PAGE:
Movie Review: Zootopia

zootopia

Released: 3/4/16

Zootopia is as much a fable as a movie. Probably the most fable-y movie I have ever seen.  Not that there is anything wrong with that, just be aware of this when you go see Zootopia.

Zootopia is a giant city that now-civilized animals have built.  Judy Hopps is a bunny from the country with a dream to become the first rabbit cop in Zootopia.  She graduates first in her class and joins the police force, only to become a glorified meter-maid – until a missing otter case comes her way.  Judy forces her way onto the case with her connections in the mayor’s office.  With the help of Nick Wilde, a grifter fox, she discovers that there is a whole lot more to the case than originally thought.  Tied to the disappearance of 14 animals, they find that the animals haven’t disappeared, but “gone savage.”

Zootopia didn’t have any real gut-busting laughs, but there were nearly consistent chuckles throughout.  All the characters were likable.  Trying to figure out which famous actors gave them voice will tickle your brain and drive you nuts until the credits roll.

I mentioned that Zootopia is a fable.  So what was the moral that we were supposed to learn?  Stereotypes are bad.  They pounded this point home with nearly every character and in every scene.  Bunnies are cute and can’t be cops.  Foxes are sly and cunning.  Predators are vicious animals that should be caged for protection.  It felt like getting hit over the head with it.  But since this is largely a children’s movie and I’ve always said that “kids is stupid,” they probably need to be beaten over the head with the lesson.  The movie isn’t just for kids, though, there was one reference to Breaking Bad, and there were probably other references – I just missed them.

Zootopia is a funny movie fable for everyone.  Just wear a helmet so you don’t get hurt with the forced lessons.

 

WWYT Rating:8.2

IMDB Rating: 8.4

Movie Review: Sing

sing-poster

Released: 12/21/16

It has been a busy year for talking animals. We had a fish with short-term memory loss looking for her parents (Finding Dory), discovered what our pets do when we aren’t around (The Secret Life of Pets), a bunny who wanted to be a cop (Zootopia), and now animals in a singing contest (Sing). My cat wanted to try out, but was disappointed when auditions weren’t held at four o’clock in the morning.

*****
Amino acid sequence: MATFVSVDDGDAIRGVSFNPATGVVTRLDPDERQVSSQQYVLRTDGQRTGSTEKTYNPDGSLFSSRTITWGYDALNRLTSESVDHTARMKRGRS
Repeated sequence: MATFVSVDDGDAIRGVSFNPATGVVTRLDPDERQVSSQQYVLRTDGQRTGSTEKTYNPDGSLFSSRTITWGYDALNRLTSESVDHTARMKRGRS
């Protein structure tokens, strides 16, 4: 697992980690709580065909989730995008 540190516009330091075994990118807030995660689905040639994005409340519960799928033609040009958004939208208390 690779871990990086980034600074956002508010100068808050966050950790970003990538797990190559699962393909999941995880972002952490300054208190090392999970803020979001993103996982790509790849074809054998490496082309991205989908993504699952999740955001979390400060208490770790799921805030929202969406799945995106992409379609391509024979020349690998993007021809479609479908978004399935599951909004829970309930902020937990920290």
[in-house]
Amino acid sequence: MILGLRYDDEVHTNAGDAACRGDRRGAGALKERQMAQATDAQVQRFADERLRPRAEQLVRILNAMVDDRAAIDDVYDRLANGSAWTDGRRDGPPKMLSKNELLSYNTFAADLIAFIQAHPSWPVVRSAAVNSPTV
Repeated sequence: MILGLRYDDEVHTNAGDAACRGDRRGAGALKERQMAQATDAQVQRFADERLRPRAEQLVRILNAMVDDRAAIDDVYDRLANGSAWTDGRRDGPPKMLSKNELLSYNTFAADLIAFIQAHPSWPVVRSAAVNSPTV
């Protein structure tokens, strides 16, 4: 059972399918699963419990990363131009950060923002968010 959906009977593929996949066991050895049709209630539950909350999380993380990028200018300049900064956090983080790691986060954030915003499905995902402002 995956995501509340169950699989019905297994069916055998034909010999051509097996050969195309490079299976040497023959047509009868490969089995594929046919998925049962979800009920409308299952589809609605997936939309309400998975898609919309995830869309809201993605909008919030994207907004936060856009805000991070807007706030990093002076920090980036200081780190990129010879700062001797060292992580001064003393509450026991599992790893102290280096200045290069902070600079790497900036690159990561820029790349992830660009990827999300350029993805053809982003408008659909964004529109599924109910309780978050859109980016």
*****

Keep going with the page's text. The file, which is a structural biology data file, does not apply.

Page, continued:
Buster Moon loves the theater, but his theater is bankrupt. In a desperate attempt to save his theater, he will put on one more show – a singing competition. He gets more participant interest than he expected when his secretary accidentally types $100,000 instead of $1,000 for the prize money. Instead of cancelling the show, he just rolls with it.

The animation was fantastic. You can tell when Hollywood gets a new toy, because they always love to play with it (e.g. The Matrix); in this case it was fast motion animation. At least half a dozen scenes used this fast motion animation that I had never seen before; it looked impressive and difficult.

As far as plot goes, I was a little surprised that for all his showmanship, Buster never produced a hit. We see throughout the movie that he has a near con-man personality, and as he preps for the singing competition, he clearly has a great deal of showmanship, yet he can’t produce a hit? That seems…odd.

The singing itself was very good. I wasn’t crazy about the song selection, however. All the songs were hits from the past, and I recognized all of them, but I am not about to run out and buy the soundtrack. For a movie about singing, you would expect a great soundtrack and I would rather have the soundtrack from The Martian – a movie about space (where no one can hear you scream).

If you like The Voice, American Idol, or anthropomorphic animals, Sing is a great choice. If you don’t, why would you go see a movie titled Sing? Maybe next year the talking animals can rest a bit and let Cars and Legos do the talking.

WWYT Rating: 6.5

IMDB Rating: 7.3